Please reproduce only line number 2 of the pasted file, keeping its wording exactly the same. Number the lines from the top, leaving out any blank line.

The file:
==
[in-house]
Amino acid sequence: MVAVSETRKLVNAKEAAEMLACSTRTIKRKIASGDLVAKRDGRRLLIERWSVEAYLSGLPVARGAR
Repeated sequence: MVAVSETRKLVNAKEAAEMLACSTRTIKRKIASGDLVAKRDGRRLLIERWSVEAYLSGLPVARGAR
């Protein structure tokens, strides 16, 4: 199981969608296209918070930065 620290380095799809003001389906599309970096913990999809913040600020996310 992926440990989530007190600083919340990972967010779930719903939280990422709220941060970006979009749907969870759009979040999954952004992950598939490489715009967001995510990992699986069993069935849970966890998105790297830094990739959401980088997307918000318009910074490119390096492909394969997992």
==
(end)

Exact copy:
Amino acid sequence: MVAVSETRKLVNAKEAAEMLACSTRTIKRKIASGDLVAKRDGRRLLIERWSVEAYLSGLPVARGAR